Cape Wind approved: The U.S. could have offshore wind this year
The nation's first offshore wind farm could start construction as early as this fall. The Cape Wind project got final approval for its operating plans today, after ten years of opposition and permitting headaches. Michael Bromwich, last seen terrifying Rachel Maddow on the subject of deepwater drilling, said that the wind farm "will accelerate interest in the renewable energy sector generally and the offshore wind sector specifically, and spur innovation and investment in our nation’s energy infrastructure.” (At least if he's wrong on this one, it'll probably be okay.)
Renewables fans are pleased: "Once fully operational, the wind farm will produce enough electricity to power about 400,000 homes on Cape Cod, Martha's Vineyard and Nantucket." (Reuters)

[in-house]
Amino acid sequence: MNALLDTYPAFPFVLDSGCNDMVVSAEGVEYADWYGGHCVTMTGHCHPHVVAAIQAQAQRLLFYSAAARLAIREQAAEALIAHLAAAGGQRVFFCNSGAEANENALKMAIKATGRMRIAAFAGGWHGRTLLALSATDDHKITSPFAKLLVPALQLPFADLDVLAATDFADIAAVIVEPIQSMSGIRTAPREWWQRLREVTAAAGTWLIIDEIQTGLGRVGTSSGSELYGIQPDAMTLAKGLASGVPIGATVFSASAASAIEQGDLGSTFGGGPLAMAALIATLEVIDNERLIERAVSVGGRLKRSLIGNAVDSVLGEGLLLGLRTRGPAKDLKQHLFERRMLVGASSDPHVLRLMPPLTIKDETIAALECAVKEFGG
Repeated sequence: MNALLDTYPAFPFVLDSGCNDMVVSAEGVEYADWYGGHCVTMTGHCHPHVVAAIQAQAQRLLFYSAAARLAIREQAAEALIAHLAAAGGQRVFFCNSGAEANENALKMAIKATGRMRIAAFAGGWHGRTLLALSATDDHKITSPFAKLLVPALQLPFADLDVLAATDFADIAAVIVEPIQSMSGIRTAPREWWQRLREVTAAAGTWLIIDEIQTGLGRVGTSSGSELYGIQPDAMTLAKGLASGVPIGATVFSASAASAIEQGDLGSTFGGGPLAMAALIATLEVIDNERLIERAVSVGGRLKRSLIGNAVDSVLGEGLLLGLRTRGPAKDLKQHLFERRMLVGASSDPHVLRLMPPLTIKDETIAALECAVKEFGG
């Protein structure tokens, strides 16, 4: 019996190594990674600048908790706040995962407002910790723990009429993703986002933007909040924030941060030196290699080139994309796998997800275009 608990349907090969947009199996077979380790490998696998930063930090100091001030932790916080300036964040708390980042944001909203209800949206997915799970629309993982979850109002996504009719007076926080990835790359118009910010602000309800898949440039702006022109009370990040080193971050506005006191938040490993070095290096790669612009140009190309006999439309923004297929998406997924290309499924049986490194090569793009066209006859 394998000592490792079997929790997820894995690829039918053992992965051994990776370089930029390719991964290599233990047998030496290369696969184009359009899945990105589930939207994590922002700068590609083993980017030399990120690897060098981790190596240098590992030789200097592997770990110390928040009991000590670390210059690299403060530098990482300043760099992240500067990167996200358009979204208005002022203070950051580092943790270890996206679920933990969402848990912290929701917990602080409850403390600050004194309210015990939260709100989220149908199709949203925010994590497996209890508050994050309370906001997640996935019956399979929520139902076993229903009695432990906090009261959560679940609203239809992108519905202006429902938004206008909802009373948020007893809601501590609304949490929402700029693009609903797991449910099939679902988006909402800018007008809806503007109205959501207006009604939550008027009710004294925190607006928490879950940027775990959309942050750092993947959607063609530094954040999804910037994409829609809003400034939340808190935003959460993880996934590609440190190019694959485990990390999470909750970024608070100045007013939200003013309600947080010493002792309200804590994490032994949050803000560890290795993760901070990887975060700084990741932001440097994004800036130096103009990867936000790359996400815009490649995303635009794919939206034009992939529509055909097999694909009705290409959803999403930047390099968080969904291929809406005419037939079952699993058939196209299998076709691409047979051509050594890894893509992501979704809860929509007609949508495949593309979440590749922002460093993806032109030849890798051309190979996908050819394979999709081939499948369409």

Opponents — and some enviros — are pissed: "Opponents have filed nearly a dozen lawsuits saying the turbines could harm the pristine environment of Nantucket Sound." (AP)
Investors are unconvinced: "It’s unclear whether Cape Wind will send a strong enough message to investors that the United States is a good place to build offshore wind projects, largely because of the 10-year approval process. Other markets, such as the United Kingdom, have provided more sound investment decisions, wind lobbyists have told National Journal Daily." (National Journal)
Cape Wind Receives Federal Approval to Begin Construction, Wall Street Journal.
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